UNM Graduates Dealing with Disappointment

KOAT spoke with Wendy Wasserman of Bosque Mental Health, 5-21-2020

See the full video here.

Now Art Helps a Community in Crisis

Our very own Wendy Wasserman LPCC, LPAT spoke to KOAT about the impact of art therapy.

See the video here.

Sheltering can get on people’s nerves

Albuquerque Journal logo

Cathy Schueler featured in a story in the Albuquerque Journal

Story by Rich Nathanson | 4/19/20

There’s an old adage that “familiarity breeds contempt.”

That’s what many people describe when talking about the self-isolation imposed to stay safe from the COVID-19 coronavirus.

“They’re sheltering in place and getting on each other’s nerves because they’re not used to being together so much,” said Cathy Schueler, executive director of Bosque Mental Health.

“Those who can work from home seem to be having an easier time of it than those who lost their jobs and are now feeling the financial pinch. So they’re getting unemployment compensation, but it’s anxiety-producing and the longer this goes on, the more anxious people get,” she said.

On the other hand, despite the self-isolation and social distancing, “some are finding it a binding time to be with their families,” said Schueler, a licensed clinical social worker.

Fear of the virus is foremost on the minds of some patients receiving therapy from Samuel Roll, a psychologist and University of New Mexico professor emeritus of psychology.

“When they come for therapy they don’t have time to work on their own issues because they’re consumed by this overwhelming threat,” he said.

For these patients, “it’s difficult to get down to the therapy because they need time to discharge their anxiety and talk about the coronavirus.”

Some of his patients see the pandemic “as a vindictive act of God to punish human beings; others see it as Mother Earth punishing the human race for not taking care of her,” Roll said.

Whatever condition or dysfunction many of his patients sought therapy for in the first place, the COVID-19 crisis “magnifies and confirms it” in their own minds.

So what advice are people receiving in therapy to deal with the virus crisis?

“A lot of what we do is try to normalize this situation for people, letting them know you are not alone, we are all in this together,” Schueler said. “There’s a little bit of comfort in that as there is in reminding them that this won’t last forever, so just hang in there.”

One of the strategies used with clients is mindfulness, “being aware of your immediate environment, and knowing that all of this (self-isolation, social distancing and other safety measures) is happening for a reason.”

Another strategy is to slow down, take slow, deep breaths “and move yourself away from whatever it is that’s going on mentally, emotionally, and physically as much as you can.”

Roll also said he reminds patients that they are not alone in dealing with the crisis. He recommends that people get some exercise “and stay physically engaged.”

For people who have children in the home, his advice is provide structure, which “reduces anxiety.”

“Usually our time is arranged by work or school, so structure something for your children,” he said. “It doesn’t have to be school-related. It can be as simple as how many minutes everybody devotes to cleaning the house before you all sit down to watch television.”

Another issue is how mental health therapy is delivered, given the COVID-19 restrictions about social distancing.

Neal Bowen, director of the Behavioral Health Services Division of the New Mexico Human Services Department, said mental health services are essential services and that therapists – whether they are psychologists, social workers or professional counselors – can individually determine how to provide those services.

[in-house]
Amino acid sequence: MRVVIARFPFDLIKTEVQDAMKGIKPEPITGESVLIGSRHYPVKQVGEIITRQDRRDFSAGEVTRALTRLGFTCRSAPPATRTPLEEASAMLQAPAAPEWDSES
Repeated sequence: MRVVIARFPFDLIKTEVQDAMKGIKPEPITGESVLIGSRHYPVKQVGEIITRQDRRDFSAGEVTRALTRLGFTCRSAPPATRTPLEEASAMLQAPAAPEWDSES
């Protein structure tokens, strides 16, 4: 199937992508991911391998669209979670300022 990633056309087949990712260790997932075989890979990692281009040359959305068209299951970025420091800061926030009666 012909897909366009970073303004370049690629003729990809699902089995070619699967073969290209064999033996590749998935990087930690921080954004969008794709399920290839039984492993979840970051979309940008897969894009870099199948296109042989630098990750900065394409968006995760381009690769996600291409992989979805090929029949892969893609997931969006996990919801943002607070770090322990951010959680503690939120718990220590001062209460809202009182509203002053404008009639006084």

If they are seeing clients in person, “they must abide by the social distancing guidelines” announced by the governor, he said. The recommendation, however, is that they go to “remote” alternatives, such as telephone or audio-video conferencing, where possible.

“We also allow group remote therapy, and we’re hearing back that it’s very useful because people who are isolated in their homes get support from the other group members as well as the therapists,” Bowen said.

Schueler said Bosque Mental Health shut its doors to the public on March 11 and the 15 therapists working there are mostly using audio-video conferencing.

“We have telehealth embedded in our business software so that all of our therapists are able to do that from their homes.”

Initially, she said, there was some resistance from clients who said they’d rather wait until they could do face-to-face, in-person sessions again. Eventually, these people opted to try it and “we hand-walked them, so to speak, through the process before their session was to begin to make sure they knew how to set it up.”

Telehealth has been very successful and clients are finding they often prefer it because “they don’t have to leave home and don’t have to find a baby sitter, and they still get that one-on-one face-time,” Schueler said.

Roll provides some therapy over the telephone, but most of his patients are getting in-person service. Of seven people providing therapy in his office, he is the only one who sees patients in the office daily.

“Most patients prefer it, but for some it is essential because they had a lot of early depravation,” he said. “They have such a tenuous hold on the patient-therapist relationship, or any relationship, that they need the visual in-person contact for it to be nutritious.”

Roll does take precautions. Only one patient is allowed in at a time. He meets the patient at the door, which is immediately locked, and rather than sit in a waiting area, the patient goes straight to the room for the therapy session. Roll sits at least six feet apart from his patients, some of whom wear a face mask if they have concerns or anxiety that they may have been exposed to the virus. Finally, the office is sanitized daily.